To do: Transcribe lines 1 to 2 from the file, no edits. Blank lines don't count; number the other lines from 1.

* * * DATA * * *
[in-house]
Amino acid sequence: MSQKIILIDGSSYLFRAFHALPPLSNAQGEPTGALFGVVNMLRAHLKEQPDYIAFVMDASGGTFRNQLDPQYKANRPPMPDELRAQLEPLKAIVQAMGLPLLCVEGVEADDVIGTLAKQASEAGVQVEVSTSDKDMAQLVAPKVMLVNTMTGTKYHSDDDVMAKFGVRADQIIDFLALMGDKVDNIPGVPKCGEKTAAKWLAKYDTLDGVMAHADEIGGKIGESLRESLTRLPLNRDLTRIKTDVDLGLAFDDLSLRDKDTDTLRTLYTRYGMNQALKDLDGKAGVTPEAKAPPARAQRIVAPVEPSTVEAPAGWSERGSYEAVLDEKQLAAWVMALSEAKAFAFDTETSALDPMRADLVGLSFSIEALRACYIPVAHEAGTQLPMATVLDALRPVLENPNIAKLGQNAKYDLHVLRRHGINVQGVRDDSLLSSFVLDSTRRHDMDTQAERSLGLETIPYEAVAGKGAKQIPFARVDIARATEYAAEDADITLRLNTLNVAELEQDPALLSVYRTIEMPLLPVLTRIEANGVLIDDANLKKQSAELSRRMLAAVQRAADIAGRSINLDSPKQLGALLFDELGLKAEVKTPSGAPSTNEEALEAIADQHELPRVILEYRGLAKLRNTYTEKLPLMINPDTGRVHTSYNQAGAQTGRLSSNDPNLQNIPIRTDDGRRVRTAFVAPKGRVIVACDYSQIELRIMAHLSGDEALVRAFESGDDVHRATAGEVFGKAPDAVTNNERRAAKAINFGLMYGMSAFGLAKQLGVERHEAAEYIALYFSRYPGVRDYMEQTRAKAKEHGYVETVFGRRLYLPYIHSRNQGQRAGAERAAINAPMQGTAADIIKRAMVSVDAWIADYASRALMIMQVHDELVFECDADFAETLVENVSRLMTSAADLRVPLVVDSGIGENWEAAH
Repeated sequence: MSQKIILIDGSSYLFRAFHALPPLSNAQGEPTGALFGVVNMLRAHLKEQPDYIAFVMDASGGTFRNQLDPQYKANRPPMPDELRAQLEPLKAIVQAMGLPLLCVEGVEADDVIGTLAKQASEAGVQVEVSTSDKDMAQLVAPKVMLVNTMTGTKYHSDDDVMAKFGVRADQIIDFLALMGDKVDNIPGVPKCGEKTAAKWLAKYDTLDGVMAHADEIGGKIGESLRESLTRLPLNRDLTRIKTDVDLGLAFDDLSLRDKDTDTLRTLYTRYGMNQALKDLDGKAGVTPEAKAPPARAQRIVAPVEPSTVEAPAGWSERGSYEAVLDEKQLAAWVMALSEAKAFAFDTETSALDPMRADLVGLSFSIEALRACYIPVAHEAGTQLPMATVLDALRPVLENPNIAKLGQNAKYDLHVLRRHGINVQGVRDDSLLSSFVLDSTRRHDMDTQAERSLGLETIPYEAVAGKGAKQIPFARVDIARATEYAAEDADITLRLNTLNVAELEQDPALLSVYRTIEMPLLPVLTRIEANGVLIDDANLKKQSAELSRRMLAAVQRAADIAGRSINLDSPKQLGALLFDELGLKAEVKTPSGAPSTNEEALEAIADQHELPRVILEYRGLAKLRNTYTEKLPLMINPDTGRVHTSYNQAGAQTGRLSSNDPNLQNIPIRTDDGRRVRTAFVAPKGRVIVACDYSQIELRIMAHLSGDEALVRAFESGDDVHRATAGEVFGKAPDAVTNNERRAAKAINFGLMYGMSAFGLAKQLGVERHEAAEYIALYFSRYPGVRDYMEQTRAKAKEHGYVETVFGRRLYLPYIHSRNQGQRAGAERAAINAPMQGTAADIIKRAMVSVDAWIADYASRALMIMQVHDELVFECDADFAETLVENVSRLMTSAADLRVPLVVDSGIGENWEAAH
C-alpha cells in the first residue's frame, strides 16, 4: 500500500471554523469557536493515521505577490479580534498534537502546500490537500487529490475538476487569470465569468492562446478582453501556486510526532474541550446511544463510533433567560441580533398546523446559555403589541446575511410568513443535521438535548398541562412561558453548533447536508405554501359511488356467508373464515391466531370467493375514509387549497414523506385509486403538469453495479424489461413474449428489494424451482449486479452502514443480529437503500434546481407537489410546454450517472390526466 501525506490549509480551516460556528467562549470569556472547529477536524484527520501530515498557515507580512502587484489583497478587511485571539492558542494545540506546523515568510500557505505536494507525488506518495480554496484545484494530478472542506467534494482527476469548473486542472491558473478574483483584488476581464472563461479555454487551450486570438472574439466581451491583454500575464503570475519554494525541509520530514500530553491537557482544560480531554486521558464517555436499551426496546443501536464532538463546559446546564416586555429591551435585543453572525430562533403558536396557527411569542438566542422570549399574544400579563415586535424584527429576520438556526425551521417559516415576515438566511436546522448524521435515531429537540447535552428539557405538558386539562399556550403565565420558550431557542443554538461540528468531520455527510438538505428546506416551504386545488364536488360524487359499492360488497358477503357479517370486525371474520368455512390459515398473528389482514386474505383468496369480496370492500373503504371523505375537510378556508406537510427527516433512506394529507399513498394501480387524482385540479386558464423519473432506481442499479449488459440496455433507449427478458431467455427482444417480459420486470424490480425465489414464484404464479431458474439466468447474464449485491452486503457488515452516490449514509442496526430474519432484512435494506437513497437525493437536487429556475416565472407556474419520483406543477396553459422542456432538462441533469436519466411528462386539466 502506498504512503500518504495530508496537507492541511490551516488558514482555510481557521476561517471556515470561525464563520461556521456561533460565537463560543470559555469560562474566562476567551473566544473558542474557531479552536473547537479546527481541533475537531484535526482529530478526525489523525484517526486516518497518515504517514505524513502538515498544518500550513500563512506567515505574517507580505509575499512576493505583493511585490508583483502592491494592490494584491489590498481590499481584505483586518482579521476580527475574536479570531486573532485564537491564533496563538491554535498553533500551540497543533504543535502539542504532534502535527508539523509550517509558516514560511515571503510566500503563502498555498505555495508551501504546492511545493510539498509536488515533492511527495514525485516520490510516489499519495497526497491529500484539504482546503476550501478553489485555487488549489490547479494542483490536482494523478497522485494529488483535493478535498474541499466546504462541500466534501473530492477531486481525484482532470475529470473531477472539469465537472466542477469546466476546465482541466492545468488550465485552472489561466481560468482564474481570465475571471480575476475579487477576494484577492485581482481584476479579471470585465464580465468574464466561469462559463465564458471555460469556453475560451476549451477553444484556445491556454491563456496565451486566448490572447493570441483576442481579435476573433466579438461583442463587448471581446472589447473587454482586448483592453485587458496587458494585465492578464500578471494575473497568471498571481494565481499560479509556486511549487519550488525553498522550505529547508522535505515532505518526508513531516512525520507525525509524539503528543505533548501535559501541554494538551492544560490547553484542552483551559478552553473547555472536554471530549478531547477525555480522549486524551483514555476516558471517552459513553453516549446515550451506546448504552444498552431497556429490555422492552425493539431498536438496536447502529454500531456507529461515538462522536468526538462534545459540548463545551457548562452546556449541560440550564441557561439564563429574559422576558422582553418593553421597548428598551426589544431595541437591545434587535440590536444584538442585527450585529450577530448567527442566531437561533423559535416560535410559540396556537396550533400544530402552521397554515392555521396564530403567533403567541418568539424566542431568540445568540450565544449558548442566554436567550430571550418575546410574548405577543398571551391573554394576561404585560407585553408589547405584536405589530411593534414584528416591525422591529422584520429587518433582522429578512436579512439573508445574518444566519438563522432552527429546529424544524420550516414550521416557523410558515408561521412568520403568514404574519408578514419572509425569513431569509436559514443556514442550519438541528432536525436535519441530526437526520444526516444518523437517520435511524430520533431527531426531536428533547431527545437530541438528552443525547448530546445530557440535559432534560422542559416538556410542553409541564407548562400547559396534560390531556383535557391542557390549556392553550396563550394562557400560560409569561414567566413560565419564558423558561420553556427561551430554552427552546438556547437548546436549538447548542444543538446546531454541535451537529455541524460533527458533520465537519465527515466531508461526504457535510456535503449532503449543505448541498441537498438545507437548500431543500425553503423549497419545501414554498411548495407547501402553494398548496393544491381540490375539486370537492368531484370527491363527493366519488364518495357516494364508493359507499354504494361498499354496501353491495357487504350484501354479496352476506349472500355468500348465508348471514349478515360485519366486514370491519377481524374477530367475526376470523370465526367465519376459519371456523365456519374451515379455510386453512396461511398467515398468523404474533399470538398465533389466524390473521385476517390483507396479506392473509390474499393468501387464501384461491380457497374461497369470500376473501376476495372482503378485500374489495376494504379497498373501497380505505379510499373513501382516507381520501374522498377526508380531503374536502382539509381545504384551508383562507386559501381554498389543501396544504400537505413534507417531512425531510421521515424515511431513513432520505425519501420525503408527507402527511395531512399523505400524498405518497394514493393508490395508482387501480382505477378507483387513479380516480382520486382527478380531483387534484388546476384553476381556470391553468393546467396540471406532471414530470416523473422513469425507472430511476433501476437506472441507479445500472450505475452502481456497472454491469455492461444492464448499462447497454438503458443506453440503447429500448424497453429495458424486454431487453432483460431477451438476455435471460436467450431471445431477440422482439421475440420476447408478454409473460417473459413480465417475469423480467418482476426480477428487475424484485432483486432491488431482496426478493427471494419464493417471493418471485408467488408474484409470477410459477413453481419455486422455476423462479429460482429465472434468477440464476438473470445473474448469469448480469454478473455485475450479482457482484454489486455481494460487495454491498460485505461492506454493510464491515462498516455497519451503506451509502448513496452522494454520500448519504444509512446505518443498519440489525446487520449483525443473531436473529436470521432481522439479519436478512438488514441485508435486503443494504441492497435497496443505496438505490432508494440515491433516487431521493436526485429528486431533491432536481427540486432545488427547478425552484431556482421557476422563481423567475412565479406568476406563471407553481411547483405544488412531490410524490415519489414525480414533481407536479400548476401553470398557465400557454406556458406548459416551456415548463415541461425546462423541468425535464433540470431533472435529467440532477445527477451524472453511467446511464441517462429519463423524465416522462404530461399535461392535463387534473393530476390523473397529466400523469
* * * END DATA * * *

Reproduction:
[in-house]
Amino acid sequence: MSQKIILIDGSSYLFRAFHALPPLSNAQGEPTGALFGVVNMLRAHLKEQPDYIAFVMDASGGTFRNQLDPQYKANRPPMPDELRAQLEPLKAIVQAMGLPLLCVEGVEADDVIGTLAKQASEAGVQVEVSTSDKDMAQLVAPKVMLVNTMTGTKYHSDDDVMAKFGVRADQIIDFLALMGDKVDNIPGVPKCGEKTAAKWLAKYDTLDGVMAHADEIGGKIGESLRESLTRLPLNRDLTRIKTDVDLGLAFDDLSLRDKDTDTLRTLYTRYGMNQALKDLDGKAGVTPEAKAPPARAQRIVAPVEPSTVEAPAGWSERGSYEAVLDEKQLAAWVMALSEAKAFAFDTETSALDPMRADLVGLSFSIEALRACYIPVAHEAGTQLPMATVLDALRPVLENPNIAKLGQNAKYDLHVLRRHGINVQGVRDDSLLSSFVLDSTRRHDMDTQAERSLGLETIPYEAVAGKGAKQIPFARVDIARATEYAAEDADITLRLNTLNVAELEQDPALLSVYRTIEMPLLPVLTRIEANGVLIDDANLKKQSAELSRRMLAAVQRAADIAGRSINLDSPKQLGALLFDELGLKAEVKTPSGAPSTNEEALEAIADQHELPRVILEYRGLAKLRNTYTEKLPLMINPDTGRVHTSYNQAGAQTGRLSSNDPNLQNIPIRTDDGRRVRTAFVAPKGRVIVACDYSQIELRIMAHLSGDEALVRAFESGDDVHRATAGEVFGKAPDAVTNNERRAAKAINFGLMYGMSAFGLAKQLGVERHEAAEYIALYFSRYPGVRDYMEQTRAKAKEHGYVETVFGRRLYLPYIHSRNQGQRAGAERAAINAPMQGTAADIIKRAMVSVDAWIADYASRALMIMQVHDELVFECDADFAETLVENVSRLMTSAADLRVPLVVDSGIGENWEAAH